Wi-Fi is changing. The new 802.11ac standard is set to take over from the 802.11n most of us are currently using, but you're probably wondering what the difference is…
What is it?
It's like the Wi-Fi you're used to, but turbocharged.
What happened to 802.11n?
Don't worry – your trusty 802.11n Wi-Fi is still with us but, in case you hadn't noticed, it has its limitations. Its relatively narrow 2.4GHz band is crowded with computers and mobile devices, leaving barely enough room to swing an HD movie stream.
How much faster is it?
It's up to three times faster than n. While the older n specification maxes out at 450Mbps, the ac specification is capable of up to 1.3Gbps. However, that's in laboratory conditions – in the real world you'll get a still-spankingly-fast 800Mbps.
What else is new?
802.11ac also has a longer range which should spell the end for dead spots in the far reaches of your home, thanks to its cunning 'Beamforming' technique. Rather than pinging out its Wi-Fi signal equally in all directions, it will lock onto connected devices and concentrate the signal at their direction.
802.11ac isn't a very catchy name.
Neither was 802.11n, but you still use that every day. If you want to call it by a different name, it's also referred to as 5G Wi-Fi, Gigabit Wi-Fi or occasionally AC Wireless.
Why haven't I seen it around?
Technically it's still a draft version of the specification, meaning that while it works, the fine details of the standard haven't been nailed down – so not everyone has jumped onboard (yet).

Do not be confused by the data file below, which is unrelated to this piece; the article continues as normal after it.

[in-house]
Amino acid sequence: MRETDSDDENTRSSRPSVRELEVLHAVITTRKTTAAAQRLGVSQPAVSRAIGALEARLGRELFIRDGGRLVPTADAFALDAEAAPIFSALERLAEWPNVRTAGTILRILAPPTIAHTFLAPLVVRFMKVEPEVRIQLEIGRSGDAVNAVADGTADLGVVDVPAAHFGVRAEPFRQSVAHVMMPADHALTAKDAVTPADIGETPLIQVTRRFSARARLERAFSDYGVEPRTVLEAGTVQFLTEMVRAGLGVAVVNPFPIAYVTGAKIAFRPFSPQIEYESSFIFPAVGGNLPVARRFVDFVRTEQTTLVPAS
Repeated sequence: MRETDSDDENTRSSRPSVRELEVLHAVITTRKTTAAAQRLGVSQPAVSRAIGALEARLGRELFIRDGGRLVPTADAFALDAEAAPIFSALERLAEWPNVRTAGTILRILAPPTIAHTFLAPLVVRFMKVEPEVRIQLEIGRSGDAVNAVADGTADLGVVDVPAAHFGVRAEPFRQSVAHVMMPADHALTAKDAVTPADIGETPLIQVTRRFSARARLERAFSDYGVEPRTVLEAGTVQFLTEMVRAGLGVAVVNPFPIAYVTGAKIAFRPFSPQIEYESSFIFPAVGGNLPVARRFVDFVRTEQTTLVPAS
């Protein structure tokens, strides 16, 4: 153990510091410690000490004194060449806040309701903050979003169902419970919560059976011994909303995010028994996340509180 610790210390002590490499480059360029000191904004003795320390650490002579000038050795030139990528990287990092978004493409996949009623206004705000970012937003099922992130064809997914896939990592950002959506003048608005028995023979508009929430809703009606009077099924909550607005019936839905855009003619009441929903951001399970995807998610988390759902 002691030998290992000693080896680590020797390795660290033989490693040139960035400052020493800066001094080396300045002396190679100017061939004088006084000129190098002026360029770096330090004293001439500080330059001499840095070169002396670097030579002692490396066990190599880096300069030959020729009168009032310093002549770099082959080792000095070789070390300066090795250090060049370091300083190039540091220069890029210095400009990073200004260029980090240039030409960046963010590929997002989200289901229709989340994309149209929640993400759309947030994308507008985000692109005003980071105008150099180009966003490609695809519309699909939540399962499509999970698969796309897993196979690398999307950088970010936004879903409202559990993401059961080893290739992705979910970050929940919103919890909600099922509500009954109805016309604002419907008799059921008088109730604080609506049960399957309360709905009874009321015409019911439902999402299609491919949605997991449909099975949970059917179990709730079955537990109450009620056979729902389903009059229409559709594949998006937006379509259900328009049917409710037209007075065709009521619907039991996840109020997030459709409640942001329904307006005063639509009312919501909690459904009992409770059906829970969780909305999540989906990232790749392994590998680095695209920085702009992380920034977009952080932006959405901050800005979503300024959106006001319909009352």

Can I buy gadgets with 802.11ac in them?
Absolutely. There are a handful of new routers available (such as the £120 AsusRT-N66U, pictured top), but the rest of your wireless gadgets will need to be ac-equipped to make use of the higher speeds. The new Apple MacBook Air, AirPort Extreme and Time Capsule are some of the first big-name products to feature the new tech.
Will my old kit work with it?
Yes – 802.11ac is backwards compatible with 802.11n products, which is most of the tech from the last five years. However, an 802.11ac router won't work at full speed in the compatibility mode required.
Okay I'm sold. So when should I upgrade?
By all means, if you're currently in the market for a MacBook Air or AirPort Extreme, dive right in, but 802.11ac is unlikely to be widespread for a couple of years. If you wait a little while it will come down in price, so at the moment it's only really essential if your current setup is struggling with streaming hi-def video or other bandwidth-munching activity within your own home, as your internet connection speed will still be limited by your outside connection to your ISP.